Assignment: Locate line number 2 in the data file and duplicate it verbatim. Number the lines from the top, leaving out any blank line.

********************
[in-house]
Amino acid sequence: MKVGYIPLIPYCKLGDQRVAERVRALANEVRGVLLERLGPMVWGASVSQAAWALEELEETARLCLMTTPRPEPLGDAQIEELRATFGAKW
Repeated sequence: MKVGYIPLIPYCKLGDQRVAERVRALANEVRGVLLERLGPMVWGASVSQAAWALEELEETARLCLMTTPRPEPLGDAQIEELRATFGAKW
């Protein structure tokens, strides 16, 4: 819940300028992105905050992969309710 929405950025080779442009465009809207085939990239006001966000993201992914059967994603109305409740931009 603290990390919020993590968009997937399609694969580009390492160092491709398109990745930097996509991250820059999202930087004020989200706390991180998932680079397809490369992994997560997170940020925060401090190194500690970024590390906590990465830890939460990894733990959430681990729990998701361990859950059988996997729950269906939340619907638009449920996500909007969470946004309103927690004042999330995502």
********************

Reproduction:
Amino acid sequence: MKVGYIPLIPYCKLGDQRVAERVRALANEVRGVLLERLGPMVWGASVSQAAWALEELEETARLCLMTTPRPEPLGDAQIEELRATFGAKW